A Russian Cyber War in Ukraine Was a Fantasy
For all the cyber activity, Russia’s vaunted “hybrid operations” were not employed in the initial fighting between Russia and Ukraine.
Despite an initial series of disruptive denial of service (DDoS) attacks on Ukrainian sites and malware launched at government servers, Russia’s invasion of Ukraine opened with special operations, missile strikes, and probing attacks. There was no cyber fait accompli that wiped out Ukraine’s ability to defend itself. Russia’s inability to ensure secure communications, gain air superiority, and supply its forces exhibited a rather perplexing failure to leverage the expected tools of modern warfare, including cyber operations and electronic warfare, during an all-out war.
There are three explanations for the subdued role of cyber operations in the Russian-Ukrainian war to date: Ukrainian defensive operations, the inflation of Russian capabilities, and external pre-emption. All three reinforce key recommendations in the U.S. Cyberspace Solarium Commission report, which demonstrates the need for a clear grasp of cyber strategy and public-private collaboration to ensure state security during conflicts.
First, the lack of catastrophic cyber events during the early stages of the war might be a result of Ukrainian defensive operations, including the country’s historical collaboration between the public and private sectors. Russia consistently leveraged cyber operations against Ukraine during the years leading up to the current war. Moscow combined propaganda with proxy actions, disruptive cyber operations, and fifth column activity in an attempt to destabilize Kyiv.
However, for all the cyber activity, Russia’s vaunted “hybrid operations” were not employed in the initial fighting between Russia and Ukraine. Visions of success were fleeting and exhibited the fantastical relationship observers have with technology and modern warfare. Russian active measures, long thought to be decisive, failed to position Russia to win the information war. International society swiftly condemned Russia and attempted to cut the country off from international services and communications, following the war from the Ukrainian perspective on YouTube, Twitter, TikTok, and Telegram instead.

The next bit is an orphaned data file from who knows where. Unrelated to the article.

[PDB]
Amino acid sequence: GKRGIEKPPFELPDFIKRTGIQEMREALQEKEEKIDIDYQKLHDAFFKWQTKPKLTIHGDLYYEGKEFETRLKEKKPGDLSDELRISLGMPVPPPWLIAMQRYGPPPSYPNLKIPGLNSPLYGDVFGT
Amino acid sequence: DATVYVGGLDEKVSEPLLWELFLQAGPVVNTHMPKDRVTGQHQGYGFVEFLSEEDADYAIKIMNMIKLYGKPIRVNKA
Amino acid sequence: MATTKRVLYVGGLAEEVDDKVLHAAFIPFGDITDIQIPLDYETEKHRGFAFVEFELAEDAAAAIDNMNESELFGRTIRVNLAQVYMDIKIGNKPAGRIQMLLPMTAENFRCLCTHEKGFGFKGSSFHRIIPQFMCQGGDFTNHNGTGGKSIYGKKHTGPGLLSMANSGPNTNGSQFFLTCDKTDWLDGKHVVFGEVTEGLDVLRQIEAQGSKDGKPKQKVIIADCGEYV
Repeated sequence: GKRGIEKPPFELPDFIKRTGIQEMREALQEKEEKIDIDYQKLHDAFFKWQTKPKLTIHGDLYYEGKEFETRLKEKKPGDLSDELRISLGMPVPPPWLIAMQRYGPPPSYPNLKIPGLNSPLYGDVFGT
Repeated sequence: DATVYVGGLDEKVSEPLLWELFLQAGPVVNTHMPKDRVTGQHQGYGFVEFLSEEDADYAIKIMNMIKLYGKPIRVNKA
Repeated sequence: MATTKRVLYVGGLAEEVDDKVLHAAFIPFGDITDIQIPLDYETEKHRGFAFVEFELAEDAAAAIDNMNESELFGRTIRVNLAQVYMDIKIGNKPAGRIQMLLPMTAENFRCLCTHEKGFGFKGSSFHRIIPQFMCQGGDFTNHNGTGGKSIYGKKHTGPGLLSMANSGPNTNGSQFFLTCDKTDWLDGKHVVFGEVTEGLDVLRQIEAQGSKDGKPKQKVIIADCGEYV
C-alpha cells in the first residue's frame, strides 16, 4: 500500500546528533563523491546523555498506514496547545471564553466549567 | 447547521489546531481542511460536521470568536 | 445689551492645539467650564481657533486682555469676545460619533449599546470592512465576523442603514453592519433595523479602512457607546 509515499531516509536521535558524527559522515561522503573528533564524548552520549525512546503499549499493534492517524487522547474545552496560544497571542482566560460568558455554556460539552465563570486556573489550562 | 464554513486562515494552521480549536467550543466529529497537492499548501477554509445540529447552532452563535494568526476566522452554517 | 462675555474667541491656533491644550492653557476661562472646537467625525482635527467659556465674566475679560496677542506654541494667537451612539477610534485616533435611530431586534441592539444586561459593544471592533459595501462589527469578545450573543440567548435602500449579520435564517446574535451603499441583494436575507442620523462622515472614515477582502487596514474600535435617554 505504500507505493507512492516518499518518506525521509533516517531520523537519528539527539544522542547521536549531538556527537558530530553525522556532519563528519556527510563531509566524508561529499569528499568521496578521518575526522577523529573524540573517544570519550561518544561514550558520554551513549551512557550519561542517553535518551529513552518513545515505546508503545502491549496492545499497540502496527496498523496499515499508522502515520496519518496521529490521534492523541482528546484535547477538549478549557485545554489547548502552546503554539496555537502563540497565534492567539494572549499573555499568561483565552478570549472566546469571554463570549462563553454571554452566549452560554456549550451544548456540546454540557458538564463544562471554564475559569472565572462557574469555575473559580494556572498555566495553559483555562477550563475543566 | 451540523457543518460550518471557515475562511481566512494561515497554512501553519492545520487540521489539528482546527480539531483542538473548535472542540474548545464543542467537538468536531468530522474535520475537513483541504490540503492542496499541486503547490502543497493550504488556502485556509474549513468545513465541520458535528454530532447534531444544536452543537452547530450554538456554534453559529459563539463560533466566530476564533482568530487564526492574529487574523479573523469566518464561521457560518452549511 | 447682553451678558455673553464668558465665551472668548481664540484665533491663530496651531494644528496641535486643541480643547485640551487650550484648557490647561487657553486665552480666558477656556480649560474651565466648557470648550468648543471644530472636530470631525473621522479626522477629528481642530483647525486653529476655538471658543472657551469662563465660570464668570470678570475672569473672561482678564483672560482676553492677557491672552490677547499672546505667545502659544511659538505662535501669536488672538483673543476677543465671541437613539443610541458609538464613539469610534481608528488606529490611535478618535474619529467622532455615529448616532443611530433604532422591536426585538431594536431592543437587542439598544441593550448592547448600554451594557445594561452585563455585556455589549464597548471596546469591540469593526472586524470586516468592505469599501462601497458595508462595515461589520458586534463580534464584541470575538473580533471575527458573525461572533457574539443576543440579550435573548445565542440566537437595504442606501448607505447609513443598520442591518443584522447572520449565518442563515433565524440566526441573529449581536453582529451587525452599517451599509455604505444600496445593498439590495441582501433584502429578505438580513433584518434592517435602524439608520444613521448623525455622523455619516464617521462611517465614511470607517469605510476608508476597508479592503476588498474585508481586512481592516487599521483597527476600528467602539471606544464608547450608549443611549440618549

Ukraine began developing a national cyber strategy in 2021 and reached out to Solarium Commission staff for support. Some of the recommendations in the Solarium Commission’s report appear to have been taken to heart by Ukraine. Notably, Ukraine has protected the continuity of the economy and the presidency by backing up key data and services, a move that demonstrates the importance of ensuring the continuity of operations during disasters. Properly layering defenses and ensuring the continuity of operations despite attacks is critical to mission success in modern warfare. Maintaining communications with the outside world during the war is a victory for Ukraine.
Second, there is a tendency to hype up abstract threats. Despite the perceived success of past operations, including Russia’s 2016 election interference campaign and the SolarWinds attack, evidence of the impact of cyber operations has been sorely lacking. Russian cyber operations tend to focus on low-cost disruption efforts that demonstrate a reliance on criminal hackers and cyber patriots more than an ability to carry out sophisticated degradation campaigns.